91. SpaceX & Elon Musk’s Mission to Mars, Part 2 (Tim Urban)

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Today we cover Part 2 of SpaceX & Elon Musk’s Mission to Mars with Tim Urban of Wait but Why. In this segment we address:

  • Tim Urban SpaceX and Elon Musk's Mission to MarsWhen does Elon project that the first crew of people will land on Mars?
  • The surface of Mars is not livable. How does Elon plan on addressing the atmosphere issue?
  • After finishing the series on SpaceX and Elon’s mission to colonize Mars; what were some of the takeaways that impacted you most?
  • What are the key, defining things that make Elon such a unique figure in human history?
  • What is it about Elon that makes him a visionary creator?

Guest Links:

Key Takeaways:

 
1- Backing up the HardDrive
 
If you care about the survival of the human species, then the importance of space travel is critical. There may be many of you that don’t care about our specie’s survival and, for you, “backing up the humanity hard drive” probably seems ridiculous. But for the rest of us, there are few things more important. As Tim articulated and laid out in his article, extinction events have been numerous and catostrophic on earth. Events including a supernova, a gamma-ray burst, a solar super flare, a black hole, a global epidemic and an asteroid could all result in another extinction event. Thus far, since animals began existince on the earth, there have been five major extinction events; each wiping out between 60-96% of all species. And there will be more extinction events, potentially even brought about by humans. The question is not if an extinction event will happen, it’s when. And while it hopefully will not occur within our lifetimes, it will likely take many lifetimes to effectively back up the human species hard drive. There’s no better time than the present to start the process and that’s what Elon is doing.
 
1062px-Extinction_intensity
 
Extinction timeline
 
 
 
2- The Mars Trip Venn Diagram
 

Tim did an excellent job of breaking down the problem with space travel to Mars. And it’s not that we can’t do it. The issue is that it’s incredibly expensive. Tim outlined that there must be both a will and way to go to Mars ie. people must want to go and they must have the means to go. But, contrary to the popular phrase, “if there’s a will, there’s a way,” Elon thinks the reverse, that “If there’s a way, there’s a will.”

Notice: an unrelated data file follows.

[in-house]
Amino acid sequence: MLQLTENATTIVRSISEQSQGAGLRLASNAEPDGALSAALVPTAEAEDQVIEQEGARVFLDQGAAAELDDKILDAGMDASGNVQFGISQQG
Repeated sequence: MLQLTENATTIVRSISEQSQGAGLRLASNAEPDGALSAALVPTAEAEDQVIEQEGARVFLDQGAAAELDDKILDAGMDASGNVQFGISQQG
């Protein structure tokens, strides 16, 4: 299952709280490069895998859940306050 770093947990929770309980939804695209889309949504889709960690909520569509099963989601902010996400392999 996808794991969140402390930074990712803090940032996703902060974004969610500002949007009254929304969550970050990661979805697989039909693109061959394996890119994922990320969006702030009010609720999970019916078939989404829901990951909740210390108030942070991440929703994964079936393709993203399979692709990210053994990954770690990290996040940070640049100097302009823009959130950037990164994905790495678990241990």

As Tim explained, the demand-side will take care of itself. Just like immigrants that traveled to the new world and colonized foreign lands, there will be plenty of adventurous-types that have a desire to visit Mars. The real issues lies not in the will but in the way. If millions of people want to go to Mars but do not have the financial means to do it, it will never happen. This is where Tim talked about the Venn Diagram… one circle representing those that want to go, the other representing those that can afford to go. And it’s Elon’s objective to expand the overlap of these two circles. Which leads to our third takeaway:

 
 
Venn3
 
 
3- Revolutionizing the Cost of Space Travel
 

Currently it is possible to put a human on Mars. The technology may be old, but it exists. However, the estimated cost per seat is around $100B. This is an industry that only governments and billionairs have access to. But, as Tim described, Elon set out to revolutionize the cost of space travel in three ways.

1) Building new Technology

2) Bringing more people per flight

3) Making rockets reusable

On the first point… Current rocket technology is based on innovation from the 1960’s. What we’re using is actually really old rocket technology. So Elon endeavored to rebuild the rocket from the ground up. And by building a new, fresh rocket they’ve reduced the cost to take payloads into orbit by 1/6… and Elon believes this can be reduced to about 1/10 of the cost of old rocket technology.

The second point was to bring more people per flight. Simply, if the cost of one mission is $500B, and you take five people, it will cost $100B per seat. Whereas, if you can build a much bigger, more efficient rocket to take a 100 people, the cost base can be spread across many more tickets.

And finally, the third point and most significant cost reduction opportunity is: making rockets reusable. As Tim explained, about 99% of space flight cost is the rocket. And each time a mission is flown, the rockets are discarded or need to be rebuilt. So if these now become reusable, cost could be reduced by a factor of 100.

Elon aimed to do this by landing a rocket vertically; where the rocket lands the same way it launched, on its two feet. This was a tremendously difficult challenge that SpaceX has now done successfully three times.

The initial goal was to get the price for a trip to Mars down to $500k/seat and Elon now thinks SpaceX may get it down to $100k. That overlap on the Venn Diagram starts to get much larger at this point.

 
 

Tip of the Week:   The First Mover’s Dilemma: Competing Against Non-Consumption

FULL TRANSCRIPT

 
   

   

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One of the best podcasts in terms of being insightful and helpful; thank you! twitter.com/TheFullR…